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What you need to know when deciding on a business entity

Starting a new business is exciting, but it requires careful planning and preparation. You must do things like evaluate the marketplace, secure financing, design a logo, determine your customer segment and figure out where you will sell your goods or services. More than knowing your company is going to sell custom footwear, you also must determine the structure of your company. Here is what you may need to know about picking the appropriate business entity.

Sole proprietorship

The sole proprietorship is the simplest type of business structure. With a sole proprietorship, you do not even need to file for a separate tax identification number because you will be including your income from the business on your personal tax return. However, that also means you are personally liable for all the debts of the business.

Partnership

With a partnership, you and one or more parties agree to form a business together. The partners share in the profits and losses of the business, but it does not always have to be an equal split. Like a sole proprietorship, the partners are personally on the hook for any debts or other liabilities the business encounters.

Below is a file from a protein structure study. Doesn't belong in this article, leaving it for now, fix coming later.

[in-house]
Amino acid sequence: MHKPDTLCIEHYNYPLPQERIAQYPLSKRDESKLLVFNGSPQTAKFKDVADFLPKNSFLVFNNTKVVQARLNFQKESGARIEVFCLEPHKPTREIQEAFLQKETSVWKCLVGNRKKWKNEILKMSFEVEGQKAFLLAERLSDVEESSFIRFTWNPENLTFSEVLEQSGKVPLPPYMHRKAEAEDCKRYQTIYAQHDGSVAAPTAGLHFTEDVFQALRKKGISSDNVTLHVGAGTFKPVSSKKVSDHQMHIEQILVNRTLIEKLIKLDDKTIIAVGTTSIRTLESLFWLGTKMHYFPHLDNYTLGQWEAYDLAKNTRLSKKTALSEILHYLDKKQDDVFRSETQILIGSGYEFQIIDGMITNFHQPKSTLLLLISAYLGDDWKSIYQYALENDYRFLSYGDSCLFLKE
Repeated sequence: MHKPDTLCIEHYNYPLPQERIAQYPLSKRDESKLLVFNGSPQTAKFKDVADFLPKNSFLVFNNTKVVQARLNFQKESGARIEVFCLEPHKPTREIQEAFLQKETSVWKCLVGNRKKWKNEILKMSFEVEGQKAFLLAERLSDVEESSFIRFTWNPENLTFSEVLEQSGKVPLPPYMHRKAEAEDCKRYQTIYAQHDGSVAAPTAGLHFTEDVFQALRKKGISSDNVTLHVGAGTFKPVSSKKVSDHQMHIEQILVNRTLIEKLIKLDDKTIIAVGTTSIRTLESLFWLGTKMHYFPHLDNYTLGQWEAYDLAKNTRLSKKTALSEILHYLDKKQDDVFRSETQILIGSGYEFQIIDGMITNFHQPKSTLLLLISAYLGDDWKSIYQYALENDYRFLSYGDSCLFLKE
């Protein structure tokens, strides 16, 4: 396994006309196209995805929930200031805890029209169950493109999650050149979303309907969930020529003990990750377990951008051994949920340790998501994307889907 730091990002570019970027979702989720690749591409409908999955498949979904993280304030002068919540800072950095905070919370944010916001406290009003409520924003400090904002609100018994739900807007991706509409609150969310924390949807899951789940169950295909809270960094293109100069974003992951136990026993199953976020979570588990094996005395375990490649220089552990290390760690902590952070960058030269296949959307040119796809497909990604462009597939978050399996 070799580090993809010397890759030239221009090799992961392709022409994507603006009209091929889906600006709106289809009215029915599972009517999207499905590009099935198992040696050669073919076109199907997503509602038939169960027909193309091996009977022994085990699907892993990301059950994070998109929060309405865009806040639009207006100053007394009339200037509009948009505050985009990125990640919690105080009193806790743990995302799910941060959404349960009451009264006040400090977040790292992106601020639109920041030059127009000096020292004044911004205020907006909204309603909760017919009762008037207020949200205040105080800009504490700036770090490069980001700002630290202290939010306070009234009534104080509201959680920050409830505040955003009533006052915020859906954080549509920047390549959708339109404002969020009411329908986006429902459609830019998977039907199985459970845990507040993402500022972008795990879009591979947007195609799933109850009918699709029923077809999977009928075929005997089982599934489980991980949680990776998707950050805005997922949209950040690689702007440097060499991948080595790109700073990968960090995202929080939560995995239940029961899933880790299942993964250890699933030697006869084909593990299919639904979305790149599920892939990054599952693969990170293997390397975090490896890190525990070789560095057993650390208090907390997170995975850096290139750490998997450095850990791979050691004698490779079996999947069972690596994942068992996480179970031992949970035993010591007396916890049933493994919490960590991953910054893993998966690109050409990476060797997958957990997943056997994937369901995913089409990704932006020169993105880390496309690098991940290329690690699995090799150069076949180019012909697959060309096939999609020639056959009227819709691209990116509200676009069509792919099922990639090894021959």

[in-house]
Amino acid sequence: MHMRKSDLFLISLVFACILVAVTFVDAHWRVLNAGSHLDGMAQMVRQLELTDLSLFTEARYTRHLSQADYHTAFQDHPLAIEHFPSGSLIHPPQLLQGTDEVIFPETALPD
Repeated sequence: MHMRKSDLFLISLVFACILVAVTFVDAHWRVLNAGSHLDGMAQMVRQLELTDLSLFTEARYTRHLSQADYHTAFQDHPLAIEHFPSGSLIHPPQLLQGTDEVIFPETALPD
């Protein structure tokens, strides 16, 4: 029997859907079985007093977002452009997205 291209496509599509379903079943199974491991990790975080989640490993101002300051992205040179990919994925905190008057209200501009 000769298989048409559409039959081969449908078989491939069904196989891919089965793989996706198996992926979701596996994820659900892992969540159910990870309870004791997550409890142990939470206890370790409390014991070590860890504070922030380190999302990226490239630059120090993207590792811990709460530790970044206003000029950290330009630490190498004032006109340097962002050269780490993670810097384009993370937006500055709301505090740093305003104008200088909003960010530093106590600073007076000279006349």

Limited liability company

A limited liability company provides some of the benefits of both a partnership and a corporation. This type of entity is not doubly taxed like a corporation, but it still allows you to be shielded from being personally liable for the business. There is also no need for some of the formalities of a corporation like annual meetings.

Corporation

A corporation is the most complex business entity. People that form a corporation are not liable for the company’s debts. Corporations are taxed on company profits, as well as shareholder dividends. Since the corporation structure is more complex, a corporation must adhere to more government oversight.

Corporation hold annual meetings and must notify shareholders of changes to the company. One person generally does not make business decisions, so with a corporation, you are giving up some of your ability to guide the business. Forming a corporation is also expensive.

S Corporation

Creating a S corporation also allows you to keep your personal and business finances separate, so you are not personally liable for business debts. You do not have to pay corporate taxes for an S corporation, so you get to avoid double taxation. However, the number of shareholders is limited, and a S corporation must also hold annual meetings.

If you are opening a small business that is unlikely to face lawsuits, you may want to consider a sole proprietorship. A small startup budget may also make a sole proprietorship the best option. However, if you are concerned with protecting your personal property from debts the business incurs, you may consider a different type of business entity. If you believe your business may eventually go public, it may make sense to incorporate your business. Making the right decision about your company’s structure can set up you and your business for future success.

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